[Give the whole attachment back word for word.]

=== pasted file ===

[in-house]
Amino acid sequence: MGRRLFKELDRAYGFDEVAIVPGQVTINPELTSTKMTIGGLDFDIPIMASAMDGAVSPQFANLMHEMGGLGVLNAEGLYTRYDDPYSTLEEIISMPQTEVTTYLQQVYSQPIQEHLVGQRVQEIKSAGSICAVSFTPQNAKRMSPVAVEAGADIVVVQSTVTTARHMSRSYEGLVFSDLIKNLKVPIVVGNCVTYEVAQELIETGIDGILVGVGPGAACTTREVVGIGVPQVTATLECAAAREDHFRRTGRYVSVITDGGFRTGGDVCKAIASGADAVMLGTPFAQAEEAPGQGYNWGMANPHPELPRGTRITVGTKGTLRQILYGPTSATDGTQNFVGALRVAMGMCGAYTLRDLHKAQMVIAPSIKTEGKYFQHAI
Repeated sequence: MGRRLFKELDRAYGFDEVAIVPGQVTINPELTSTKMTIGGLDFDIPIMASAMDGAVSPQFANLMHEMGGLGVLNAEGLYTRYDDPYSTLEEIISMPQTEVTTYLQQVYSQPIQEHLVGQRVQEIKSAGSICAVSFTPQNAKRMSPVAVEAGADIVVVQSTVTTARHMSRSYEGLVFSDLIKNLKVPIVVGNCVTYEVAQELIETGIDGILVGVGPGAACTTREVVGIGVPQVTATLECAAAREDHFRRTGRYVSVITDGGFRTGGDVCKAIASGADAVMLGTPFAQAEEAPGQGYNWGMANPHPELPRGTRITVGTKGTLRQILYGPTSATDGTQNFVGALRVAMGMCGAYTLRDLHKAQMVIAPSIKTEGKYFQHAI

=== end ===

[in-house]
Amino acid sequence: MGRRLFKELDRAYGFDEVAIVPGQVTINPELTSTKMTIGGLDFDIPIMASAMDGAVSPQFANLMHEMGGLGVLNAEGLYTRYDDPYSTLEEIISMPQTEVTTYLQQVYSQPIQEHLVGQRVQEIKSAGSICAVSFTPQNAKRMSPVAVEAGADIVVVQSTVTTARHMSRSYEGLVFSDLIKNLKVPIVVGNCVTYEVAQELIETGIDGILVGVGPGAACTTREVVGIGVPQVTATLECAAAREDHFRRTGRYVSVITDGGFRTGGDVCKAIASGADAVMLGTPFAQAEEAPGQGYNWGMANPHPELPRGTRITVGTKGTLRQILYGPTSATDGTQNFVGALRVAMGMCGAYTLRDLHKAQMVIAPSIKTEGKYFQHAI
Repeated sequence: MGRRLFKELDRAYGFDEVAIVPGQVTINPELTSTKMTIGGLDFDIPIMASAMDGAVSPQFANLMHEMGGLGVLNAEGLYTRYDDPYSTLEEIISMPQTEVTTYLQQVYSQPIQEHLVGQRVQEIKSAGSICAVSFTPQNAKRMSPVAVEAGADIVVVQSTVTTARHMSRSYEGLVFSDLIKNLKVPIVVGNCVTYEVAQELIETGIDGILVGVGPGAACTTREVVGIGVPQVTATLECAAAREDHFRRTGRYVSVITDGGFRTGGDVCKAIASGADAVMLGTPFAQAEEAPGQGYNWGMANPHPELPRGTRITVGTKGTLRQILYGPTSATDGTQNFVGALRVAMGMCGAYTLRDLHKAQMVIAPSIKTEGKYFQHAI